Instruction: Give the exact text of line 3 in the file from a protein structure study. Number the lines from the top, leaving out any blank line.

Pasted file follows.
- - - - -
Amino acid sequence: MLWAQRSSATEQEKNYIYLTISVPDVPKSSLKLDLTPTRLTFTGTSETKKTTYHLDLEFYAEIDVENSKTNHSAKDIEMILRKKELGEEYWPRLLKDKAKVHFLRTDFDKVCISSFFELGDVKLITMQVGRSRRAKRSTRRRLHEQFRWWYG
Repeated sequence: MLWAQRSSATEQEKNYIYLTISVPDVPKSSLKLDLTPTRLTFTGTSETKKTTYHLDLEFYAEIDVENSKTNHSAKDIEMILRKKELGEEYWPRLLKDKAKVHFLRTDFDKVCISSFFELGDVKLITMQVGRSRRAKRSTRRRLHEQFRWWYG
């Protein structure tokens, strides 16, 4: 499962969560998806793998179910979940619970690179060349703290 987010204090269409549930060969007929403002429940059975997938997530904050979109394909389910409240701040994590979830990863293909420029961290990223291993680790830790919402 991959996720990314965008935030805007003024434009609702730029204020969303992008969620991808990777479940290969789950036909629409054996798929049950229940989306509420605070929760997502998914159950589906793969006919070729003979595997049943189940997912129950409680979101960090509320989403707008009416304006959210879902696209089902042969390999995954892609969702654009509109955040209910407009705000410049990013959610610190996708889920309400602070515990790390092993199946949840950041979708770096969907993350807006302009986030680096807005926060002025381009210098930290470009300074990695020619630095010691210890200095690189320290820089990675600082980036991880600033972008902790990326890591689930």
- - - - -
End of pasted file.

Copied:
């Protein structure tokens, strides 16, 4: 499962969560998806793998179910979940619970690179060349703290 987010204090269409549930060969007929403002429940059975997938997530904050979109394909389910409240701040994590979830990863293909420029961290990223291993680790830790919402 991959996720990314965008935030805007003024434009609702730029204020969303992008969620991808990777479940290969789950036909629409054996798929049950229940989306509420605070929760997502998914159950589906793969006919070729003979595997049943189940997912129950409680979101960090509320989403707008009416304006959210879902696209089902042969390999995954892609969702654009509109955040209910407009705000410049990013959610610190996708889920309400602070515990790390092993199946949840950041979708770096969907993350807006302009986030680096807005926060002025381009210098930290470009300074990695020619630095010691210890200095690189320290820089990675600082980036991880600033972008902790990326890591689930």